Cellular Internalization and Cytotoxicity of the Antimicrobial Proline-rich Peptide Bac7(1-35) in Monocytes/Macrophages, and its Activity Against Phagocytosed Salmonella typhimurium
Bac7(1-35) is an active fragment of the bovine cathelicidin antimicrobial peptide Bac7, which selectively inactivates Gram-negative bacteria both in vitro and in mice infected with Salmonella typhimurium. It has a non-lytic mechanism of action, is rapidly internalized by susceptible bacteria and mammalian cells and likely acts by binding to internal targets. In this study we show that Bac7(1-35) accumulates selectively within primed macrophages with respect to resting monocytes. Confocal microscopy analysis showed that the peptide mainly distributes in the cytoplasm and perinuclear region of macrophages within 3 hours of incubation, without affecting cell viability. Cytotoxicity studies showed that the peptide does not induce necrotic or apoptotic damage up to concentrations 50-100-fold higher than minimal inhibitory concentrations (MIC). Moreover, Bac7(1-35) did not affect the ability of macrophages to engulf S. typhimurium, a species that may proliferate within this cell type. Conversely, when added to macrophages after phagocytosis, Bac7(1-35) caused a significant reduction in the number of recovered bacteria, indicating that it can kill the engulfed microorganisms directly and/or indirectly, via activation of the defense response of the cells.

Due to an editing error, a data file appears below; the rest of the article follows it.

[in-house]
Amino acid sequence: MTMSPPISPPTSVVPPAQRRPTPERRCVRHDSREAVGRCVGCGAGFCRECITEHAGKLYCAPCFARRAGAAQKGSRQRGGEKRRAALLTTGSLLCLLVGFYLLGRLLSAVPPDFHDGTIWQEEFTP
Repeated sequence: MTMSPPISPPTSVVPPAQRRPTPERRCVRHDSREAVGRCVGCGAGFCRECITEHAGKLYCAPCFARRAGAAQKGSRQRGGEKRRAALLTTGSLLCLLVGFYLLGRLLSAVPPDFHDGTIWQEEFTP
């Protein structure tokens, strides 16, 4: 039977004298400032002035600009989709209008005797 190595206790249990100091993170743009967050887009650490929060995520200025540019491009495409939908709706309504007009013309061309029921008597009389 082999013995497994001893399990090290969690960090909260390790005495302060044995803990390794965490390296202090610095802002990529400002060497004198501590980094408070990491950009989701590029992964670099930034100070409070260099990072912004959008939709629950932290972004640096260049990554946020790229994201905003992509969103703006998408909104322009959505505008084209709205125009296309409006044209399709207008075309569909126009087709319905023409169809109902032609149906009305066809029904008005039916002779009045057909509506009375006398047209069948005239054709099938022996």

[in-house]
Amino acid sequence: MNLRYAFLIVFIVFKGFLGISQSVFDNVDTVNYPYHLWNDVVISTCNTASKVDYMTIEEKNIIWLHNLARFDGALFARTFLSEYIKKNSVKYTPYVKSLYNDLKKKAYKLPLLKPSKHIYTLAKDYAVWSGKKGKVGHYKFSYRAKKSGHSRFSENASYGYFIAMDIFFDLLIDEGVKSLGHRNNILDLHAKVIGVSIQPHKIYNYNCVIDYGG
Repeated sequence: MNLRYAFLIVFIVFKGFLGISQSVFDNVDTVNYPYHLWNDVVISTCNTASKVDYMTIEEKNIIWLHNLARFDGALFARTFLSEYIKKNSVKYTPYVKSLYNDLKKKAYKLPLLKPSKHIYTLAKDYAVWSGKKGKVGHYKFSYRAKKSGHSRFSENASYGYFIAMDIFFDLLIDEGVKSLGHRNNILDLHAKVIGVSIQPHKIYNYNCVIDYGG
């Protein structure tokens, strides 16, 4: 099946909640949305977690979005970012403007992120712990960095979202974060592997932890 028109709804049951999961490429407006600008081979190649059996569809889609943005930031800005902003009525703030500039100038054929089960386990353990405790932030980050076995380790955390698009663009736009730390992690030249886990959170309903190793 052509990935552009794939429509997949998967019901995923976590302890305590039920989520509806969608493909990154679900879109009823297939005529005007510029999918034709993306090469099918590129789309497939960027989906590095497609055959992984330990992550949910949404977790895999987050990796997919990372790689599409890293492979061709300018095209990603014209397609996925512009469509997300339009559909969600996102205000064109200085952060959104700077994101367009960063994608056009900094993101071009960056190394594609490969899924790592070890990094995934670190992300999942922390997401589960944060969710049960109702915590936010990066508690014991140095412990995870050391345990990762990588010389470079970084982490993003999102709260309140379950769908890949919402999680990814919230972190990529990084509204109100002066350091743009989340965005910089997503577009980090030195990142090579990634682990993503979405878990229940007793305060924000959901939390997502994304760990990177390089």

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Document Type: Research Article
Publication date: April 1, 2014
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- Protein & Peptide Letters publishes short papers in all important aspects of protein and peptide research, including structural studies, recombinant expression, function, synthesis, enzymology, immunology, molecular modeling, drug design etc. Manuscripts must have a significant element of novelty, timeliness and urgency that merit rapid publication. Reports of crystallisation, and preliminary structure determinations of biologically important proteins are acceptable. Purely theoretical papers are also acceptable provided they provide new insight into the principles of protein/peptide structure and function.
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